Positivity Camp Part XIV
This has been a crazy week for me. I finished another round of editing on my first novel, yay! Yesterday I completed the second step and found the editor I want to work with, Bryon Quertermous! It’s so exciting! I just had to share :D Alright, enough about me. Time for more mischief and mayhem from Positivity Camp!
Previously on Positivity Camp: Counselor Dave breaks down as a fight breaks out and Mr. Petrel arrives. Daniel works to memorize the list of Forbidden Words before they head to the cabins for a siesta.
When we reached the cabins, Mr. Petrel sent the girls down a different path. The girls broke up into smaller groups as they went to the cabin they had been assigned to. Before I could dwell on the significance of that, Mr. Petrel had us separating into our own respective buildings.
Up until that moment, I had no idea who shared a cabin with me. No one had said anything about belonging to House Joy, and I didn't blame them. No one joined me as I walked to my cabin. As I passed under the sign with the cabin’s name on it, I couldn’t help but resent it. If I had to stay at a camp this stupid, I at least figured they would have better names for their buildings.
With my eyes focused on the ridiculous name, I noticed something odd about the sign. Before I could be caught gawking, I rushed inside. Worried my expression might give me away, I focused on my anger on having such a lame cabin name.
“Welcome, camper,” someone said quietly from somewhere in the dark recesses of the cabin. “Please make your way to your bunk. There are forty-seven minutes left of our siesta. You may nap if you like, we just ask that you stay quiet.”
“Ok.” I was immediately shushed, but I didn’t care. My mind was too focused on the newest discovery to care about being shushed.
I kicked off my shoes and collapsed on the rolled out sleeping bag on my bed. My thoughts were too chaotic for me to have more than a few seconds of envy for the person who had claimed the top bunk. There were so many things to think about! I barely even registered that someone else walked into the cabin.
The bright light illuminated the space long enough for me to make out the carved names and messages on the wooden board above my bed. I stared at it, my mind too awake and too strung out to make out anything useful.
I sighed and closed my eyes. I needed to calm down, to think, to formulate a plan. After a few calming breaths, my mind was calm enough for me to start thinking clearly again. My thoughts immediately went back to the most recent thing I had seen, the cabin name.
The sign for House Joy had been hung on the building, and it had the same style of writing as the signs outside of camp. That wasn’t even the best part! I had seen a board behind the false sign. It had to be a name plaque! If given the chance, I was going to find a way to tear the fake name down. Anything sounded better than House Joy.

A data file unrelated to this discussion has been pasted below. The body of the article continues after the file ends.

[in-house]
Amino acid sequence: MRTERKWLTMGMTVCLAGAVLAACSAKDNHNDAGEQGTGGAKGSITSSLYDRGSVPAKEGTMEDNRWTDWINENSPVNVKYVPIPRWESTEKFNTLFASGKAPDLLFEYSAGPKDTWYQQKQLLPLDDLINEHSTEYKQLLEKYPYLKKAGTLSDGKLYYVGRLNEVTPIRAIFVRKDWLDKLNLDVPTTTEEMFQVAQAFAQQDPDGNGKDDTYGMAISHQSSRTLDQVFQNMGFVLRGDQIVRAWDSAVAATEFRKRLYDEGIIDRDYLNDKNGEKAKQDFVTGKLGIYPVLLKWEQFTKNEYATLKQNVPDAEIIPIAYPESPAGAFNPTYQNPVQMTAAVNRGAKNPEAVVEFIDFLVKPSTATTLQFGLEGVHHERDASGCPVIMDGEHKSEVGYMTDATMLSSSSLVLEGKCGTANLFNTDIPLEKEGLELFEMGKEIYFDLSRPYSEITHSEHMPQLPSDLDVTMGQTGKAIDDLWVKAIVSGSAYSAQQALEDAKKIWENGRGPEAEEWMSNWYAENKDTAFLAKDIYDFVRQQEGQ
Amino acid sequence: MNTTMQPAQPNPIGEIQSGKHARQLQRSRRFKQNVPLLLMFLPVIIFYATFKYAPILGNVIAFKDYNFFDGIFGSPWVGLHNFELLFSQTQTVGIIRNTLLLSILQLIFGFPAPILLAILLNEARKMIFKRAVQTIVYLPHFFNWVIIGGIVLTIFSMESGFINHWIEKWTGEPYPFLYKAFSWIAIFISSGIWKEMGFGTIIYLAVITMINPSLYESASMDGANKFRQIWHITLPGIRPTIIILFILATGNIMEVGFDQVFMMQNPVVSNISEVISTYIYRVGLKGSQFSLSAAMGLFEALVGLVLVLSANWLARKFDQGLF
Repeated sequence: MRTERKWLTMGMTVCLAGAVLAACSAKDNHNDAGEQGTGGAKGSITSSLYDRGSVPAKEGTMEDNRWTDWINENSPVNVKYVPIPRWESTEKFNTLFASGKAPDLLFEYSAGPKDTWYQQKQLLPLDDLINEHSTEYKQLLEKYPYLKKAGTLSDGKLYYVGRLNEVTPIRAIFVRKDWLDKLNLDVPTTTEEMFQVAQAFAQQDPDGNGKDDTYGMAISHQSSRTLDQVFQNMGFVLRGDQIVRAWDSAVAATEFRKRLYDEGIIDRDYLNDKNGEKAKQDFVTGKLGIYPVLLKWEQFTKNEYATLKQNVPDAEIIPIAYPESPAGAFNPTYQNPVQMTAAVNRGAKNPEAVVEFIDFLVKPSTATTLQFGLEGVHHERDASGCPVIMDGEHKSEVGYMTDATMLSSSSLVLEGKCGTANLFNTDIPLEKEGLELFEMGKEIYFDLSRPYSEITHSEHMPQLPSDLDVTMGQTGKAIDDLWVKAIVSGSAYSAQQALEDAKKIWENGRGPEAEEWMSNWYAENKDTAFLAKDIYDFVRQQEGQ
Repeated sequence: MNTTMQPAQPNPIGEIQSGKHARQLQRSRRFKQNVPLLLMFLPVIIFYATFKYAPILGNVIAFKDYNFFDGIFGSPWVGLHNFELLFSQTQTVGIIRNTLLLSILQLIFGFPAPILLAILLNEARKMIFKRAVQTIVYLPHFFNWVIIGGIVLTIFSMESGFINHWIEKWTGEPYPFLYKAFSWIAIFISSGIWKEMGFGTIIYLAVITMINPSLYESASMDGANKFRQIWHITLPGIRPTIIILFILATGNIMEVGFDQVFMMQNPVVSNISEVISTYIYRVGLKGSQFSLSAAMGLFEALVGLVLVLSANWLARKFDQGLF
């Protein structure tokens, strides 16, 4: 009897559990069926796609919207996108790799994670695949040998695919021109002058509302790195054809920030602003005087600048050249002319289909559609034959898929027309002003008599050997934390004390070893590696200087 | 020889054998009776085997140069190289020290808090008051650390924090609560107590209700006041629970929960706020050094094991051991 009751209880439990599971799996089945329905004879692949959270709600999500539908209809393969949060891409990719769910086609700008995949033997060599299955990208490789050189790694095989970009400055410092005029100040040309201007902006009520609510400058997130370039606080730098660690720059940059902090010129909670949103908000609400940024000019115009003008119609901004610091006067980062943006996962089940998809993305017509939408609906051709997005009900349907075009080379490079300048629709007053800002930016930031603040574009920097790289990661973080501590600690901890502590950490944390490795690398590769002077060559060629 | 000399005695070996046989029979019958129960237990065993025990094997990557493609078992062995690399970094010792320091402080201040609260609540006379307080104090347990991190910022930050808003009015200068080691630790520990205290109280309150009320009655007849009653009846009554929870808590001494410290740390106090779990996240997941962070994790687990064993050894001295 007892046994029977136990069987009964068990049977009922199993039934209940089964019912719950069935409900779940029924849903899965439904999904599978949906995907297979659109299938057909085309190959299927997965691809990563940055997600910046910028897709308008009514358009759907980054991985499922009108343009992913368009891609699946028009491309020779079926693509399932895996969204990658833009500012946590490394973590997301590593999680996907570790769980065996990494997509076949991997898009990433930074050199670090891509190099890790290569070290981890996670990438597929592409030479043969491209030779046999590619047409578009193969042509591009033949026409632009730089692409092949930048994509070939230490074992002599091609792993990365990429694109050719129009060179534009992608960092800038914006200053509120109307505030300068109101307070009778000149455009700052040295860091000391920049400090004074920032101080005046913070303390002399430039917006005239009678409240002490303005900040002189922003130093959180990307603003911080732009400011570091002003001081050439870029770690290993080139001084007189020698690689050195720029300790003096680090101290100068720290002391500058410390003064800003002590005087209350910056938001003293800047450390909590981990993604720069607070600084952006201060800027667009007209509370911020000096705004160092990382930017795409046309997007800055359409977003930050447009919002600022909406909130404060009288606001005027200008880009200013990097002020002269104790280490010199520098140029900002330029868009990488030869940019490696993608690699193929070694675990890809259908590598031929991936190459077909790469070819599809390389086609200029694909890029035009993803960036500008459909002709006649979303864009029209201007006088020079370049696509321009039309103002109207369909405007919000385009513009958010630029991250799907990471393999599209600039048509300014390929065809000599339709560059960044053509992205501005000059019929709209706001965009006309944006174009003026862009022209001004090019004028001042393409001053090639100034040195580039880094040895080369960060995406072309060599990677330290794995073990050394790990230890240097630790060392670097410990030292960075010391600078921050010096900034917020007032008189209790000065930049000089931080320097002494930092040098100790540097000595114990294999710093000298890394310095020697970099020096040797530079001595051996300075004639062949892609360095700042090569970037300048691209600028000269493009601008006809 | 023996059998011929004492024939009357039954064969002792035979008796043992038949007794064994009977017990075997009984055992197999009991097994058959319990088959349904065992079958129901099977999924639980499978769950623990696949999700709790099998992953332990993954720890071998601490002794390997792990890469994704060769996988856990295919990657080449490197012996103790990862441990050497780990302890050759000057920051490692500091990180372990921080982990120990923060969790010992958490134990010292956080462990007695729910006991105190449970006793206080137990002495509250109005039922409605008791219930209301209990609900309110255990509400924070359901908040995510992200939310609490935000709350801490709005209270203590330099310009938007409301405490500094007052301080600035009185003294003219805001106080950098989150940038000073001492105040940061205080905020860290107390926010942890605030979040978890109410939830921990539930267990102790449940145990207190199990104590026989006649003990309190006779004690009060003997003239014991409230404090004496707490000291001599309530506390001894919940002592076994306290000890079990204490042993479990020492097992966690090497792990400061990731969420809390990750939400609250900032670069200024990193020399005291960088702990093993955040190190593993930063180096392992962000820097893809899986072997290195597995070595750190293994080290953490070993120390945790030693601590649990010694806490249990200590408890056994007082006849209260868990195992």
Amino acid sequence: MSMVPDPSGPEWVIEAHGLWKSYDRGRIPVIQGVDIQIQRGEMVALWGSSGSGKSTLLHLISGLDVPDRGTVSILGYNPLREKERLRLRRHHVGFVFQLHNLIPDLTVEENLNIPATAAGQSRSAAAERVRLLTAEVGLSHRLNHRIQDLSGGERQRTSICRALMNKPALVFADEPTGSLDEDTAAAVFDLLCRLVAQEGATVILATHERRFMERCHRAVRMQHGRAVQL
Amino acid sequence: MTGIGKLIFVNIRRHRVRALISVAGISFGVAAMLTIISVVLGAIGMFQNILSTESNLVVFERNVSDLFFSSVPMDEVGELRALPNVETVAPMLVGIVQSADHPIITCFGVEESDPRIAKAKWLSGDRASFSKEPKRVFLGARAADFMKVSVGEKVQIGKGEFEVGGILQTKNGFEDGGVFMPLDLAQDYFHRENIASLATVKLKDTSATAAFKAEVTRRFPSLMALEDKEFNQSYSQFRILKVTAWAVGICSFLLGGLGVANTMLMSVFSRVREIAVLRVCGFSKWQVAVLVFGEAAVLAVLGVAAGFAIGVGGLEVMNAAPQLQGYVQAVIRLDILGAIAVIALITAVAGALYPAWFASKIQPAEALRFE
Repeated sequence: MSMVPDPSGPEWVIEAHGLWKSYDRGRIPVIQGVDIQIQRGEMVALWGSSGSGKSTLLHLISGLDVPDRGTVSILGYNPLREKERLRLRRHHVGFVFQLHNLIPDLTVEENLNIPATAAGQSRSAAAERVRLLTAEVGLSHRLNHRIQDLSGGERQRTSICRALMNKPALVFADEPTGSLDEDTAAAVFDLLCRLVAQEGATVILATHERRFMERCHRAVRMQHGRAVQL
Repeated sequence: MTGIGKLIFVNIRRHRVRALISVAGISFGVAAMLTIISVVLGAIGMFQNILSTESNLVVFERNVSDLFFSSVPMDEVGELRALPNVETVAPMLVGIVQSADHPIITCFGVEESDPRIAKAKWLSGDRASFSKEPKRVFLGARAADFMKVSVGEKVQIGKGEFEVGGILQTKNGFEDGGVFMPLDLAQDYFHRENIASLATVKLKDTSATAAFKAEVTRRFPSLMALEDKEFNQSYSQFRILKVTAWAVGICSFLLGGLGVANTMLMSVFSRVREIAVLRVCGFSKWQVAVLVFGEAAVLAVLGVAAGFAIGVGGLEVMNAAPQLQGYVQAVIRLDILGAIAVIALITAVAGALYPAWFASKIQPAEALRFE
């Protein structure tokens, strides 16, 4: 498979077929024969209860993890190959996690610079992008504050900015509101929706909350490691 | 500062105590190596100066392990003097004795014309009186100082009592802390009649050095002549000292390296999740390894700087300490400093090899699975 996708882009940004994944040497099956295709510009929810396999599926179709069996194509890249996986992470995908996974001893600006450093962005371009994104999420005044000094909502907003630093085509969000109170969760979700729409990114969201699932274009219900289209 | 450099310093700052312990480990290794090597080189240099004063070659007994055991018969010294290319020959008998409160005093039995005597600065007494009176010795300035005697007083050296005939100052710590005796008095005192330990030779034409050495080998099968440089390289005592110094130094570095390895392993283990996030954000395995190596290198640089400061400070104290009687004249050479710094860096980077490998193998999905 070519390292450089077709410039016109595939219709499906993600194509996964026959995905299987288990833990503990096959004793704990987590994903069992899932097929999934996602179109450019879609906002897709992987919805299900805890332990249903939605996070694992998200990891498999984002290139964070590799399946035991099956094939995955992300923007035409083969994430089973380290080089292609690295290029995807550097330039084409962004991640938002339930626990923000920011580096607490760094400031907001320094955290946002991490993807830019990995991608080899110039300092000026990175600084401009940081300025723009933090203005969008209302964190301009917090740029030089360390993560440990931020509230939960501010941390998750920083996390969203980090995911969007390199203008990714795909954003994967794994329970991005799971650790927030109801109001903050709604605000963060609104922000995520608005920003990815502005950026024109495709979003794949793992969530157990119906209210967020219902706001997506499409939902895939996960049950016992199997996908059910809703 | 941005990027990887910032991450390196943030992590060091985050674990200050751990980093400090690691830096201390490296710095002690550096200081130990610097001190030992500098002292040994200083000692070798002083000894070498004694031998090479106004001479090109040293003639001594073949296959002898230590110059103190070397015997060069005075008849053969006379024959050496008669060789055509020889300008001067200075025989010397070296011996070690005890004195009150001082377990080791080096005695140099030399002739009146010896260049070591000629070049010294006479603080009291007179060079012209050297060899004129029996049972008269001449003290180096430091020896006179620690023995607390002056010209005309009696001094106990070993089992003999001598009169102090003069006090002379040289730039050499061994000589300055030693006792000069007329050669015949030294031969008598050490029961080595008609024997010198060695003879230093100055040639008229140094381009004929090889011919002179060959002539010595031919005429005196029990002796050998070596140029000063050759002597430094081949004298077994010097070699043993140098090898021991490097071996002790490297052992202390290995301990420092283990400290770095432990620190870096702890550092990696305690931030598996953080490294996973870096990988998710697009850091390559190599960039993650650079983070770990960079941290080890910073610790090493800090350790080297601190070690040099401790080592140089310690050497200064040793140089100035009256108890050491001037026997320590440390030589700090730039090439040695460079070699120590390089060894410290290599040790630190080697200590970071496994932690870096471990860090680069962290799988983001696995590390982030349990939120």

Someone’s bed creaked and the unknown counselor asked them to remain quiet. The sound drew me out of my thoughts and sent me on a whole new tangent.
Even if everyone kept using words with ‘negative’ meanings, eventually we would run out of words to use. True, we only had three days, but then some other group of campers would be stuck with our revised list. Who knew how long a resistance like that could survive. Something else had to be done. The camp had to be shut down, not changed.
There were others invested in the cause now. I looked around at the others in my cabin, or at least I tried to. Without the lights on, it was difficult to make out many details. There were curtains over the windows too, no doubt to help us have a restful siesta. Someone was writing a letter to their parents, at least it looked like that was what they were doing.
A letter?! We could write during a siesta!! That meant we could pass more messages along, ones more elaborate than three words, too. I didn’t have anything like that with me, or at least not easily accessible. I didn’t feel like being shushed again for riffling through my stuff.
Still, there was hope! Now we just had to be able to communicate and act as a group. Then it hit me, the girls had all gone off to separate cabins, but like us, they had split off further as they went to a specific cabin.
“Bingo,” I said softly as yet one more thing clicked into place.
“Quiet, please,” the counselor warned me softly.
I scowled at the counselor for a moment, but then my eyes met a familiar face. The kid winked and I grinned. Before anyone could notice the exchange, I went back to staring back at the bottom of the bed above me.
We had our method of communication, a way to disperse and spread the news to everyone, time to do it, and Tyler, our expert on the layout of the camp, was in my cabin. The counselors didn’t stand a chance!
Now all we had to do was cause enough chaos for me to initiate my vengeful plan against Teacher, and I had plenty of time to think of a way to do just that.